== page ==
As a youngster growing up in the area and having a fascination with radio broadcasting, I used to consider it a part-time hobby to put the earphone into my transistor radio and go exploring what was out there to listen to, up and down the dial.
It was indeed a long-distance journey at night when listening to AM radio, as you could hear live from locally staffed stations in Chicago, Windsor/Detroit, Atlanta and New Orleans, to name a few cities. I never spent a lot of time listening to FM radio 40 years ago, simply because there wasn't the same "excitement" of the long-distance journey. Little did I realize, things were changing locally on that "other" band of radio frequencies that included decimal points.
In early 1972, Oneonta had one commercial FM station. That was WGNR, at 103.9 FM, which is today's WSRK. There were two college radio stations at Hartwick and the State University College at Oneonta, but unless you had a cable service, you couldn't hear them with a standard antenna, such as the one on my transistor radio. On good days and depending on what side of the house I was, I could hear an FM station or two from Binghamton or Utica.
It was reported in early March 1972 that two local investor groups were competing to win a new frequency at 103.1 FM from the Federal Communications Commission. They were the Franklin Mountain Broadcasting Co., and Frank W. Bovee Jr. of Delhi. The former was the victor, so plans were soon underway to locate a new radio station over Brackett's Bookstore, 142 Main St. The call letters were WONT, which is today's WZOZ. Seven stockholders had invested into this new broadcasting company, with Mrs. William Butler as president, and Mr. Anthony LeoGrande as vice-president. Mr. Caleb Brackett had formed the company and applied to the FCC.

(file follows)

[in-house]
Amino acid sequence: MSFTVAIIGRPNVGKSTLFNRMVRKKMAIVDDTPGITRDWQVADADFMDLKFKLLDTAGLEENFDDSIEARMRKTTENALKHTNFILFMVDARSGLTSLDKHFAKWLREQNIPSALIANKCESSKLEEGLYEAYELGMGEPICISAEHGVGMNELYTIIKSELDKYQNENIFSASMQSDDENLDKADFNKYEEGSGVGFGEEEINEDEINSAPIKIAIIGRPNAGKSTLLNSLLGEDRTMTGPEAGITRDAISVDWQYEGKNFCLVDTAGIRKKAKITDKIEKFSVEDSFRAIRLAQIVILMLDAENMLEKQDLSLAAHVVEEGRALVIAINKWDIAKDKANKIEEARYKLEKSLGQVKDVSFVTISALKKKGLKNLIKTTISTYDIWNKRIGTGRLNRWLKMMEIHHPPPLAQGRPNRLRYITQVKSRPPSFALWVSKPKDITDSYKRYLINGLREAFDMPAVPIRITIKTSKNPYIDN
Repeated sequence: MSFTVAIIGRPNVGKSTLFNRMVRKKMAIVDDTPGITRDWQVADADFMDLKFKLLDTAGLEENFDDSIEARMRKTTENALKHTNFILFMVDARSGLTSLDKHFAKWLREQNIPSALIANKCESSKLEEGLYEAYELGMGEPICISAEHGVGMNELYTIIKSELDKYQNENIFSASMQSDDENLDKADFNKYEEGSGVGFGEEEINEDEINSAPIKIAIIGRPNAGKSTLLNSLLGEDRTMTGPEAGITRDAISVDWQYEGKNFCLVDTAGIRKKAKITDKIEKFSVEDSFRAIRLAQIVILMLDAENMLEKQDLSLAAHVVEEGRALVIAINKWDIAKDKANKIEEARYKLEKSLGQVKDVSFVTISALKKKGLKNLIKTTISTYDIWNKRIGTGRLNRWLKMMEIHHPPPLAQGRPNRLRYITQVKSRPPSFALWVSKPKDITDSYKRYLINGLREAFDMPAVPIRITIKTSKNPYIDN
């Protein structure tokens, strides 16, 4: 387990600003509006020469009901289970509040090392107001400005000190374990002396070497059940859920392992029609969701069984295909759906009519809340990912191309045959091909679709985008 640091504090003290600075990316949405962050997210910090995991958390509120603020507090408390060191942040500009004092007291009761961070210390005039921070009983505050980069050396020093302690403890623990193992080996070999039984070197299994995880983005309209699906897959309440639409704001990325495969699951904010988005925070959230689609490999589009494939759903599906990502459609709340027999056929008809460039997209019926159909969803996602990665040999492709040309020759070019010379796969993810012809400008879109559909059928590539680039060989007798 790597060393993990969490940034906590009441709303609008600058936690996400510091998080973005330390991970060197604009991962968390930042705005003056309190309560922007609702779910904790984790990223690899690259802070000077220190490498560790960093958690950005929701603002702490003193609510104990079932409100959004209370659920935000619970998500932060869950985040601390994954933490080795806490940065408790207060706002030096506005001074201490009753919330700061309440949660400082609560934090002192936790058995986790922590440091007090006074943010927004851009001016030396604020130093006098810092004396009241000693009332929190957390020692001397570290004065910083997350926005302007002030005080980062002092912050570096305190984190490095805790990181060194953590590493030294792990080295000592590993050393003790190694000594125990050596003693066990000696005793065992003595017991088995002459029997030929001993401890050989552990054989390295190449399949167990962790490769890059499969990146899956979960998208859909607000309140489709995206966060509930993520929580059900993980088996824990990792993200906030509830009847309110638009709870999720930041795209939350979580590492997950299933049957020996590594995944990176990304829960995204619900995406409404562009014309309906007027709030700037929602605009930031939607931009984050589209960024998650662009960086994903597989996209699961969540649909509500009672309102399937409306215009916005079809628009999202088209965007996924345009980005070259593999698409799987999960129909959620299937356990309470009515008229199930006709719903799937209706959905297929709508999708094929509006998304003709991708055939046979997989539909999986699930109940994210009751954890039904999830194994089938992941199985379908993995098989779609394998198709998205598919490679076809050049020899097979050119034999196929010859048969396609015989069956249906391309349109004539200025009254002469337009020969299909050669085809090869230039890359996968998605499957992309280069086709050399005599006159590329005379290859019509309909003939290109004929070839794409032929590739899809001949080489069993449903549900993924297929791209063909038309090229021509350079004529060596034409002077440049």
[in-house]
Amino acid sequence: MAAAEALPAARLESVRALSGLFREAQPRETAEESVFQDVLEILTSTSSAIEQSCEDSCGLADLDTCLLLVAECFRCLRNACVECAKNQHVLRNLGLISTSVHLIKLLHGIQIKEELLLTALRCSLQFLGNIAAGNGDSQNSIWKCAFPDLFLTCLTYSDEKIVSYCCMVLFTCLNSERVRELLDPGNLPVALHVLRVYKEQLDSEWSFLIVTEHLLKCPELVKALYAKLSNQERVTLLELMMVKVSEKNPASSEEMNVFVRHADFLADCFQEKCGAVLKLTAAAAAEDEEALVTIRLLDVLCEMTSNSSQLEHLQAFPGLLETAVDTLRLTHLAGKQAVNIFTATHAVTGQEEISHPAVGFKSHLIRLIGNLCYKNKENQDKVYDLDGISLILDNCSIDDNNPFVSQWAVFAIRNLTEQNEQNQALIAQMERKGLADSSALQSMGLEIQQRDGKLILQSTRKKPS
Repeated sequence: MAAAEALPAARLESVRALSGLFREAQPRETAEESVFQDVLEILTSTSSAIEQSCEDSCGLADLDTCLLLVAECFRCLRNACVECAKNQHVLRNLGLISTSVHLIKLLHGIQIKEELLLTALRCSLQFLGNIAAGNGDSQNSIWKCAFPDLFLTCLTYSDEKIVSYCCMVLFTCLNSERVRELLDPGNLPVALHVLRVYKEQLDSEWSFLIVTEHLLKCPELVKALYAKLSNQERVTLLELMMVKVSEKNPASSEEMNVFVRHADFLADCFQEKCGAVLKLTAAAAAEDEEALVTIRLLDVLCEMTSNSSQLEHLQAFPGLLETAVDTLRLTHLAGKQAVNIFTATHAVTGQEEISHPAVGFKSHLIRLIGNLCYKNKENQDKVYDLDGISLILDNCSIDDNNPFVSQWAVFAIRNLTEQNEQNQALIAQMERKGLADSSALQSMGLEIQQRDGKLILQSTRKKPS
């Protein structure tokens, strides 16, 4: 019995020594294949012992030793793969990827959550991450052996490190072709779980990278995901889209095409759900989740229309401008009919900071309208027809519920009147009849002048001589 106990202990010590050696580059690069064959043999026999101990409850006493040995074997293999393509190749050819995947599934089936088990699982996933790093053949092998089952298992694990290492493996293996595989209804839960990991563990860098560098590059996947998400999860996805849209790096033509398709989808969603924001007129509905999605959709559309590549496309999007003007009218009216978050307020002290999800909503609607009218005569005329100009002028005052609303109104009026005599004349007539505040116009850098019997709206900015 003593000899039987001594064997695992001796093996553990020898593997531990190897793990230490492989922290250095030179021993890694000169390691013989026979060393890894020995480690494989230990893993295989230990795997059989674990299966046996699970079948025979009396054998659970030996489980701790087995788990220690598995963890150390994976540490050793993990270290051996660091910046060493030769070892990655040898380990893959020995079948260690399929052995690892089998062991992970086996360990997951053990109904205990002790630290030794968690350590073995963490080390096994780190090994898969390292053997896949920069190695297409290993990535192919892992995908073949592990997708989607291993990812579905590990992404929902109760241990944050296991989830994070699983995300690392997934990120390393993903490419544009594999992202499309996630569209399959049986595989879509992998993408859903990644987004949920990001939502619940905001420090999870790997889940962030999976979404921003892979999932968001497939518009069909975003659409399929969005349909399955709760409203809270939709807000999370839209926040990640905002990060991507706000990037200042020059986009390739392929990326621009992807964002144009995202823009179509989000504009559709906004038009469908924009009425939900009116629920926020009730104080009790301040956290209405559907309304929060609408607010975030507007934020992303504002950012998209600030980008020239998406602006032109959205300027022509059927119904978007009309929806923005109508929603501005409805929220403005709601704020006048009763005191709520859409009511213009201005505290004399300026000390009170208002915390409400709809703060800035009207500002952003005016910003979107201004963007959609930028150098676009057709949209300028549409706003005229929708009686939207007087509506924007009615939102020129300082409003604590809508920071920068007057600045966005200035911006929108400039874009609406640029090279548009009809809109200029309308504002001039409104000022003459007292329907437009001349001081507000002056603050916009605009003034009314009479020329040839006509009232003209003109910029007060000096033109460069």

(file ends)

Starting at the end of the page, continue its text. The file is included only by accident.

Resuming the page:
Hopes were to have WONT on the air in October, but plans were delayed.
The station planned to have what was called "middle of the road music," with news and public affairs programs.
WGNR had been on the air for about two years at the time, playing country music amongst its programming.
As WONT was in the works, WGNR was expanding into -- of all things -- local television. Subscribers of Oneonta Video Co. saw some changes that July as they tuned into cable channel 5, which just happened to be WHEN-TV Channel 5 from Syracuse. The CBS affiliate went dark on that cable channel, and was replaced by a new feature of time, temperature and frequently changing advertisement graphics, with background music supplied by WGNR.
WGNR had reached an agreement with Oneonta Video to do some public access programming, such as Common Council meetings or local sports events. Surveys were taken in July to find out what viewers might prefer on this channel. It was estimated that local programming could begin sometime in 1973.
Days grew closer for WONT to begin broadcasting, and the new station had a meet and greet for invited guests Sunday, Oct. 15.
William E. Babcock was the station's general manager, David C. Mauer was the first program director, Timothy Braddock was chief engineer, and Joan McIntyre was an account executive.
The guests were given a tour of the offices and the engineering of the station, particularly that of the $16,000 automation unit that played all music and programs, as disc jockeys would not be required.
According to an advertisement in The Daily Star, WONT went on the air Wednesday, Nov. 29, 1972.
This weekend: Working for a company once meant a social life with that company in the community.
City Historian Mark Simonson's column appears twice weekly. On Saturdays, his column focuses on the area during the Depression and before. His Monday columns address local history after the Depression. If you have feedback or ideas about the column, write to him at The Daily Star, or e-mail him at email@example.com. His website is www.oneontahistorian.com. His columns can be found at www.thedailystar.com/marksimonson.